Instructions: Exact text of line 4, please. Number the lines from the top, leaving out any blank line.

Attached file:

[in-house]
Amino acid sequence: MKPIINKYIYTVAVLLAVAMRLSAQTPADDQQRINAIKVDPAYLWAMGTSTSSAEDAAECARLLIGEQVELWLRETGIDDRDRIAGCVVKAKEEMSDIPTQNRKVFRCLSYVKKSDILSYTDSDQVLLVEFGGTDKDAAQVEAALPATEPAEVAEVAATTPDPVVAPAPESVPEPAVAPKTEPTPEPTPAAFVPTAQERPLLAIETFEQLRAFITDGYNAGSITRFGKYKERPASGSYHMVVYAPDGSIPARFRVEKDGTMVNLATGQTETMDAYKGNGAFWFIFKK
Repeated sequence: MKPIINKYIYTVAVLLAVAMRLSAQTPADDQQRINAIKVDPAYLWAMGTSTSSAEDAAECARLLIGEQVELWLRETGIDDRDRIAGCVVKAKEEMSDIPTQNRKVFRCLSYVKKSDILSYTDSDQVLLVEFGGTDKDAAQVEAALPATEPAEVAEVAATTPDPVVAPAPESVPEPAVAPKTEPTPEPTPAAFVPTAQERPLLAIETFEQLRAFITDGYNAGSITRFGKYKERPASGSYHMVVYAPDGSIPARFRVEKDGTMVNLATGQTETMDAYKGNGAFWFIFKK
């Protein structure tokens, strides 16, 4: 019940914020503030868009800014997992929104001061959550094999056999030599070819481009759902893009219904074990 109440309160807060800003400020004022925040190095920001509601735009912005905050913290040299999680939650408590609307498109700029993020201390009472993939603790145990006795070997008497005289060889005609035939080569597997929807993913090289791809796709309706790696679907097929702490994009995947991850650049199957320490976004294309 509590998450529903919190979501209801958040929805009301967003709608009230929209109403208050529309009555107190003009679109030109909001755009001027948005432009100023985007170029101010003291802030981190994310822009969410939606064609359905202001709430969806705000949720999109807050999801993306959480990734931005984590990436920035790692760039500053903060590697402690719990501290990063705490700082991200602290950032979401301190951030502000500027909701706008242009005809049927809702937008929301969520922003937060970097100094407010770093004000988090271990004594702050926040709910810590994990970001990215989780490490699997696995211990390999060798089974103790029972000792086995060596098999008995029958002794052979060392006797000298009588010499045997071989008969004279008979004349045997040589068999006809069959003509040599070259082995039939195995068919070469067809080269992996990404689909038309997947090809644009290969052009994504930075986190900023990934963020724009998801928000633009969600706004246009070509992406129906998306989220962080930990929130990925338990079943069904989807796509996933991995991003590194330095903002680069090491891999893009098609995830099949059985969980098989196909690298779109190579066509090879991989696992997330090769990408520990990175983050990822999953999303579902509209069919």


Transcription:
């Protein structure tokens, strides 16, 4: 019940914020503030868009800014997992929104001061959550094999056999030599070819481009759902893009219904074990 109440309160807060800003400020004022925040190095920001509601735009912005905050913290040299999680939650408590609307498109700029993020201390009472993939603790145990006795070997008497005289060889005609035939080569597997929807993913090289791809796709309706790696679907097929702490994009995947991850650049199957320490976004294309 509590998450529903919190979501209801958040929805009301967003709608009230929209109403208050529309009555107190003009679109030109909001755009001027948005432009100023985007170029101010003291802030981190994310822009969410939606064609359905202001709430969806705000949720999109807050999801993306959480990734931005984590990436920035790692760039500053903060590697402690719990501290990063705490700082991200602290950032979401301190951030502000500027909701706008242009005809049927809702937008929301969520922003937060970097100094407010770093004000988090271990004594702050926040709910810590994990970001990215989780490490699997696995211990390999060798089974103790029972000792086995060596098999008995029958002794052979060392006797000298009588010499045997071989008969004279008979004349045997040589068999006809069959003509040599070259082995039939195995068919070469067809080269992996990404689909038309997947090809644009290969052009994504930075986190900023990934963020724009998801928000633009969600706004246009070509992406129906998306989220962080930990929130990925338990079943069904989807796509996933991995991003590194330095903002680069090491891999893009098609995830099949059985969980098989196909690298779109190579066509090879991989696992997330090769990408520990990175983050990822999953999303579902509209069919």